Mar 302009

I see that President Obama has decided to impose regime change on General Motors. He is overthrowing the government of GM and is going to replace it, with, well, who knows?

I hope he is better at picking people to head a giant multinational corporation than he is at picking people to run the Treasury Department. Like maybe he’ll be able to find somebody who can at least do TurboTax.

Unless he proves to be very good at running an auto company, I presume this move will cool the ardor of people for a bailout of our health care system. (It’s the concept usually referred to as universal health care.) Our President seems to take the position that providing money means he gets to call the shots. Actually, most people who provide money in any context will take that position, but he’s considerably less subtle about it than most. Will he insist on regime change in unhealthy households. Will he pick replacement spouses where needed? Will he insist on picking the fetuses that are allowed to come off the production line?

I presume he’s not going to be a completely hands-on executive at GM, and that he will let others call the day-to-day shots except in cases where there is some political advantage to be had by intervening directly. But how is he going to decide who gets to make these day-to-day decisions. Aside from TurboTax skills, what will he look for in a job applicant? Is he likely to allow a critic of the administration to run the company? Will loyalty to the administration be a factor?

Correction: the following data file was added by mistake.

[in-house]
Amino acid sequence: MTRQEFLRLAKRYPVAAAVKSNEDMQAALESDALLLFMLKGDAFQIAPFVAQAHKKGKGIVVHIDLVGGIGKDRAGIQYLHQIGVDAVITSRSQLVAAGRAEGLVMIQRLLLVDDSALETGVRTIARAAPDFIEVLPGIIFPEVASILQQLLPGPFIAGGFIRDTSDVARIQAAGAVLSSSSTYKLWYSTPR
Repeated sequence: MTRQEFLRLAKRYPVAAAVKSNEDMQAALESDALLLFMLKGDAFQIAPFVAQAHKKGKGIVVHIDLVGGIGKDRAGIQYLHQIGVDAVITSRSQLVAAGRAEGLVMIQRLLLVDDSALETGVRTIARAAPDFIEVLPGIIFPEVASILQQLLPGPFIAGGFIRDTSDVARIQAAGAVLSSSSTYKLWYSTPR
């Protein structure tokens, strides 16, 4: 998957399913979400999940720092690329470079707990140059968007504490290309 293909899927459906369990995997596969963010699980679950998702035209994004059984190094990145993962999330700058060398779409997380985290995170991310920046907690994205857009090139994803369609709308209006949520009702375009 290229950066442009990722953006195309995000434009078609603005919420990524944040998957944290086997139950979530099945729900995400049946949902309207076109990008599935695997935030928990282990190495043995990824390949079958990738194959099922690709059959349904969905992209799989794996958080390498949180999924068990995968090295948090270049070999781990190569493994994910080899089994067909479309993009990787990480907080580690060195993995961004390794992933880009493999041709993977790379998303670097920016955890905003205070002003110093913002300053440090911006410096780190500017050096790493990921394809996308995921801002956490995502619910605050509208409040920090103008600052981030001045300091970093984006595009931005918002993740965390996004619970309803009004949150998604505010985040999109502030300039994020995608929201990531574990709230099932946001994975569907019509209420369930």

There are the same dangers as when the United States helped overthrow the governments of Vietnam, or Iran, or any other country. The guys he puts in place are then his responsibility. If he allows a tinhorn dictator to come to power, that person becomes Obama’s tinhorn dictator.

And what are the other auto companies going to do now that one of their main competitors is now the United States government? Where do they go to find a government that will ensure that they all play by the same rules, now that Obama administration has a vested interest in the success of its protege?

[Now posted at the Conservative community on LiveJournal, too.]